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Redundancy – ideas to save money before redundancy

Seven cost cutting ideas prior to redundancies

1. Talk to staff about the need to cut costs

If there are rumblings and rumours about the loss of clients, a downturn in the business, etc. then do not shy away from discussing the situation with staff. Talking to staff and asking for their ideas is a good way of getting them involved in the process and “on side”.  It is quite acceptable to ask them about possible ways to cut costs, or for ideas they have that will make them more productive.  You may be surprised with the response.

If you handle it carefully and are positive about the situation, then the company will be better for it in the long run as staff will see that you are trying to look after them.  This will build loyalty and commitment for the future; for when we emerge from these turbulent times.

2. Sabbaticals

If you need a short term boost to ease cash flow, try offering a sabbatical. Does anyone in the company have a lifelong ambition to travel around South America, visit relatives in Australia or undertake a full time training course to learn a new skill or hobby? If so, by offering a sabbatical, they get to fulfil their burning ambition and you save on their employment costs in the short term and retain good employees over the longer term – a win-win solution for both parties.

The idea is that the employee goes off and pursues a dream and you keep a job open for when he or she gets back. Large companies usually offer this benefit to employees on a paid based, but in hard times, you may find employees with life long ambitions to have, say, 6 months off, might be prepared to go unpaid.  You could even offer a small inducement of an amount much less than the redundancy cost.

3. Short term working

If there is not enough work to go around you could talk to staff about reorganising the work you do have, so that it expands it fill the gap. This does not mean working half as fast, for the same money.  It means getting employees to work fewer hours each week for a proportionately smaller income and making the project last over a longer period of time.  That way you can keep hold of good staff and they retain a job, albeit at a lower income.

For example, 20 employees on £20,000 p.a, working half an hour less a day, for 8 weeks would give a cost saving of £4 - £5,000 – it might not sound much but it could make all the difference to your cash flow in the short term.

4. Lay offs

Whereas short term working tends to be a temporary arrangement when work is still available, lay offs are usually appropriate when there is no work on a particular day(s).

In order to be able to lay staff off there needs to be a clause in their contracts of employment allowing you to temporarily lay them off, for a short period of time.  It is even better if this clause says that you can lay them off without any pay.  There are certain rules about lay-offs and minimum periods of guaranteed pay which you need to be aware of, so give us a call if you want to discuss this option.

5. Re-organising work amongst staff to get the best out of them

The last thing you want in the current climate is people not doing what they do best.  For example, be careful not to let your sales staff get bogged-down with completing paperwork when they could be out selling. Re-organising their work and getting someone else to do the paperwork, might be more efficient and effective.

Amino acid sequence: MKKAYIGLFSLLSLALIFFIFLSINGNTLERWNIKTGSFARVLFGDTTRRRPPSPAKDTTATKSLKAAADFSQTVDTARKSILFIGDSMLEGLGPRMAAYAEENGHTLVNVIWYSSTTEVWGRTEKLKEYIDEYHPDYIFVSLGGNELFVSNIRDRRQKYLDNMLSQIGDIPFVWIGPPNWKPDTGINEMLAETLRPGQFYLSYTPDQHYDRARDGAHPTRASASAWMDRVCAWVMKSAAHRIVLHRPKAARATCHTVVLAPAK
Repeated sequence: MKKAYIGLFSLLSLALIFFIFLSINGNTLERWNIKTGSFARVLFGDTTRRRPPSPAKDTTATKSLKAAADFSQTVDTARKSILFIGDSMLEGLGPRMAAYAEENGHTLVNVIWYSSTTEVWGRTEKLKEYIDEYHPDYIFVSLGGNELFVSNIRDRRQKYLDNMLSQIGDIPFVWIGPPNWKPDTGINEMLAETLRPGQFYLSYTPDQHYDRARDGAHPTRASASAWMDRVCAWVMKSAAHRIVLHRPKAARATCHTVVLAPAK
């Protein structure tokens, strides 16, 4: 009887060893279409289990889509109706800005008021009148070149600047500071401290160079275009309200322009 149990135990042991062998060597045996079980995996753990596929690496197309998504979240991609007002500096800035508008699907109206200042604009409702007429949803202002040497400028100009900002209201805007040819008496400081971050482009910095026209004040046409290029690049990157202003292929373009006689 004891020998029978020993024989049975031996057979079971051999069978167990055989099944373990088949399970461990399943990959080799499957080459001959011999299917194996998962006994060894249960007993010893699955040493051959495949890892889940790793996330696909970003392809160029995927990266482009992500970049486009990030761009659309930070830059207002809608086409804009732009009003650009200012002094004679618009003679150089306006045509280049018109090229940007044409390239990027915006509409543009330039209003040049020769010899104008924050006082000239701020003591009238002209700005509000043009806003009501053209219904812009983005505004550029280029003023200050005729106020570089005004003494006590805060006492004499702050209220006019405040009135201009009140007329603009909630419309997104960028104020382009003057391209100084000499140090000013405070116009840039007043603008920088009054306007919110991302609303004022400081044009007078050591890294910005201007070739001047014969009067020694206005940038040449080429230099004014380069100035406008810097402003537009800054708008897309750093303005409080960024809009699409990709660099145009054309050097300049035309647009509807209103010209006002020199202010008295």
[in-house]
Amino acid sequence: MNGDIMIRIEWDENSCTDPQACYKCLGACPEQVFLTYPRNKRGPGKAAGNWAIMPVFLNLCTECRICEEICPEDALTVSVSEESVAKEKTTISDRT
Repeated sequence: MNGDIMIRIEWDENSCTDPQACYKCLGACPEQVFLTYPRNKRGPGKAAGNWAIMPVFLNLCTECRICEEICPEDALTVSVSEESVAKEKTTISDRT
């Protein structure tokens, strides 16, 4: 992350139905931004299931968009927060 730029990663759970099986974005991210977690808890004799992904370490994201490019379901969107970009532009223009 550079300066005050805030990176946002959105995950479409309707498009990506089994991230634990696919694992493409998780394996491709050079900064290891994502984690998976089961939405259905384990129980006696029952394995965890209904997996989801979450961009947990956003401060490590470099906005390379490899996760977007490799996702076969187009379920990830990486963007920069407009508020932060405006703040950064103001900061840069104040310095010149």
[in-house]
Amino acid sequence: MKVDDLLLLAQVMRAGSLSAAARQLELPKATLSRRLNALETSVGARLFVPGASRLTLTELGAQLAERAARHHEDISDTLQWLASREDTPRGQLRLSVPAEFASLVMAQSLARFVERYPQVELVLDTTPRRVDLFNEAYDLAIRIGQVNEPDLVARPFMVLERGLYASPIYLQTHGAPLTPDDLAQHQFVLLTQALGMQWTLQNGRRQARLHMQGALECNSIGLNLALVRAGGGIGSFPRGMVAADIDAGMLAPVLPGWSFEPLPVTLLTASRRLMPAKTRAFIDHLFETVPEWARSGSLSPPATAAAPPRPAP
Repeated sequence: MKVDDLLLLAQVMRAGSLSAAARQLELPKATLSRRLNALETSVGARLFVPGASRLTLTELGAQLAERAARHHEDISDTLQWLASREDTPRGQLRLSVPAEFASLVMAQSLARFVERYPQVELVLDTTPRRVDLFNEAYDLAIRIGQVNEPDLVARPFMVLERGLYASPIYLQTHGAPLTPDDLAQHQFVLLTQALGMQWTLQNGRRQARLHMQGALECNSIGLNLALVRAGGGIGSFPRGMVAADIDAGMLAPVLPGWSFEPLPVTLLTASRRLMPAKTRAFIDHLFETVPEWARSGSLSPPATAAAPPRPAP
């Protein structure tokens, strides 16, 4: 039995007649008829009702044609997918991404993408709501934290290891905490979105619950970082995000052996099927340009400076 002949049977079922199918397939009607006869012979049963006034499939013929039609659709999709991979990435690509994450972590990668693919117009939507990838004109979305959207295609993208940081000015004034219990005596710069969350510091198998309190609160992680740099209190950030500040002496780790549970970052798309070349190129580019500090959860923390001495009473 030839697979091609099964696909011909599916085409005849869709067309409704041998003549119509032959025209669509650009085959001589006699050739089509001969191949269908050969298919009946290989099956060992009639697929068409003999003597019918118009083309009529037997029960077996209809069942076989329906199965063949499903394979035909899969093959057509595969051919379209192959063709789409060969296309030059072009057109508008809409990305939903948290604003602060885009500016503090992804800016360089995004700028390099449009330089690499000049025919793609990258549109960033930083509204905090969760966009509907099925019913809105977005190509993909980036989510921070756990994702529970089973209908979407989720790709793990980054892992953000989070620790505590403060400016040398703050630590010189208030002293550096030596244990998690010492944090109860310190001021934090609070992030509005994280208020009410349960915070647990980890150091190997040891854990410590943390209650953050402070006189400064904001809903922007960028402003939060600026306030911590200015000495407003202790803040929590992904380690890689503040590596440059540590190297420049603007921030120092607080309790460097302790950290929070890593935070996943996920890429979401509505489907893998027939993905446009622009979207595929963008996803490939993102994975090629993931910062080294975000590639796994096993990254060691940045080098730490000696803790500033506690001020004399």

6. Salary sacrifice options

Salary sacrifice options can give cost savings to both employees and the companies. Under these options, an employee gives up part of pay and it is replaced by a tax efficient benefit. Salary sacrifice schemes can be used to provide a range of benefits including pensions, childcare vouchers, buying extra holidays and bike to work schemes. 

As the pay that is ‘sacrificed’ would previously have been subject to tax and NIC then usually a saving in NIC is available to both the employee and the company. For example, an employee giving up £1,500 under an approved salary sacrifice scheme would save £165 p.a. whilst the company would save £192 p.a in NICs.

Great care is needed to implement salary sacrifice properly if the savings are to be effective.  Call us if you are interested in this opportunity.

7.Review employee benefits offered

Review the benefits that are offered in your employees contracts of employments as it may be possible to withdraw those that are non contractual or, if that is not possible, to down grade the benefit or source an alternative, and cheaper supplier. 

If neither of these options is feasible, due to contractual arrangements, if you explain to employees the situation the company finds itself in and the need to reviews cost, they may agree to the withdrawing or a reduction in the benefit offered anyway.

Please bear in mind that none of the above suggestions can be implemented without the employees’ agreement otherwise you may end up facing an employment tribunal claim.  

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Tel +44 (0) 1628 622722

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We can help you hire and retain the best employees, manage your employees more successfully, and improve employee motivation. Whatever your HR outsourcing needs, In2HR can assist any company within the Thames Valley areas, including Berkshire, Buckinghamshire, Oxon and Surrey. So why not contact us today.

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